Evaluation of ERG as a biomarker of responsiveness in a randomized trial of enzalutamide in combination with androgen deprivation in metastatic hormone sensitive prostate cancer.
Chinni SR, Vaishampayan UN, Heilbrun LK, Semaan L, Smith D, Modi D, Monk P, Tejwani S, Sonpavde G, Dobson K, Dickow B, Heath E, Fontana J, and Cher ML. Evaluation of ERG as a biomarker of responsiveness in a randomized trial of enzalutamide in combination with androgen deprivation in metastatic hormone sensitive prostate cancer. Cancer Res 2018; 78(13)
Background: TMPRSS2-ERG fusions are highly prevalent in prostate cancer patients, where androgen responsive TMPRSS2 gene promoter fused with coding sequence of ERG transcription factor resulting in androgen mediated expression of ERG factor. Metastatic cancer patients harbor the TMPRSS2-ERG fusions and presence of fusions associate with poor overall survival. The association between ERG transcription factor and anti-androgen therapy (enzalutamide (arm A) vs. bicalutamide (arm B)) responsiveness was evaluated in a randomized trial in metastatic hormone sensitive prostate cancer (mHSPC).
Methods: 40 of 71 patients had evaluable tissue from metastatic biopsy. 18 patients were on enzalutamide arm (A) and 22 patients were on bicalutamide arm (B). PSA was monitored monthly for first 7 months and then every 3 months. Total RNA was isolated from biopsy specimens, QPCR analysis was performed for ERG gene. A standard curve was developed with ERG expressing plasmid in QPCR experiment and the copy number of ERG was determined in the metastatic biopsies. Seven month PSA Response (SMPR) rates were calculated for the high and low subset categories of median-dichotomized ERG copy number. The odds of SMPR was modeled as a function of continuous ungrouped correlative via univariable logistic regression.
Results: 15/40 patients had both pre and post treatment biopsies available. The mean ERG copy number was increased in post treatment biopsy in both arms (enzalutamide, n=10 and bicalutamide, n=5). The mean copy increased (pre= 8541 and post =9789) upon enzalutamide treatment and also increased (pre=17186 and post = 23368) upon bicalutamide treatment. SMPR rates show that low copy number patients responded better (19/20) compared to high copy number patients (14/20). In arm A response rate is 100% (18/18), whereas in arm B, low ERG copy number patients responded better (8/11) compared to high copy number patients (7/11). Finally, the SMPR odds ratio remained close to 1.000 even for large copy number increase. Selective ERG responsive gene expression levels were determined in metastatic biopsies and will be associated with clinical endpoints.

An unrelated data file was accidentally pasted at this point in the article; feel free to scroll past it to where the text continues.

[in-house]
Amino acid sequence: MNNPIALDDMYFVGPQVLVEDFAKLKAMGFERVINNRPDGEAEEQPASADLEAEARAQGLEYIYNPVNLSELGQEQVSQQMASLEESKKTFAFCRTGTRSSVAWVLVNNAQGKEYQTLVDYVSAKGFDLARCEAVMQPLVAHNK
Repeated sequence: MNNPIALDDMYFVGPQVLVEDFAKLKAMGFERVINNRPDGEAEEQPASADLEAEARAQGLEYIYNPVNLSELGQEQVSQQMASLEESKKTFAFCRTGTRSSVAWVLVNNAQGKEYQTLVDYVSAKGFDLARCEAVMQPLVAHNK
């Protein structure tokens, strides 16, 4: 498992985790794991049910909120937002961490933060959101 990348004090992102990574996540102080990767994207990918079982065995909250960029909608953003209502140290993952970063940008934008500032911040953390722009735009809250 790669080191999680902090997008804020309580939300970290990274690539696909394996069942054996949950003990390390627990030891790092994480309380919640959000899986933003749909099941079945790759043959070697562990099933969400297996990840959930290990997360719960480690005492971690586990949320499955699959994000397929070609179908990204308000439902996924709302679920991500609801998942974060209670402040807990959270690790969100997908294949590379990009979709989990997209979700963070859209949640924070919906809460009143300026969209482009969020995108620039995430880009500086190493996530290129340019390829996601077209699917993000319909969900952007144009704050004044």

Conclusions: Enzalutamide improved the likelihood of PSA remission in mHSPC and follow up is ongoing. Metastatic biopsy specimen analysis show that higher ERG copy number had a lower likelihood of PSA response with ADT and may serve as a prognostic or predictive marker, but further analysis is warranted.
Citation Format: Sreenivasa R. Chinni, Ulka N. Vaishampayan, Lance K. Heilbrun, Louie Semaan, Daryn Smith, Dipenkumar Modi, Paul Monk, Shiela Tejwani, Guru Sonpavde, Kimberlee Dobson, Brenda Dickow, Elisabeth Heath, Joseph Fontana, Micheal L. Cher. Evaluation of ERG as a biomarker of responsiveness in a randomized trial of enzalutamide in combination with androgen deprivation in metastatic hormone sensitive prostate cancer [abstract]. In: Proceedings of the American Association for Cancer Research Annual Meeting 2018; 2018 Apr 14-18; Chicago, IL. Philadelphia (PA): AACR; Cancer Res 2018;78(13 Suppl):Abstract nr LB-309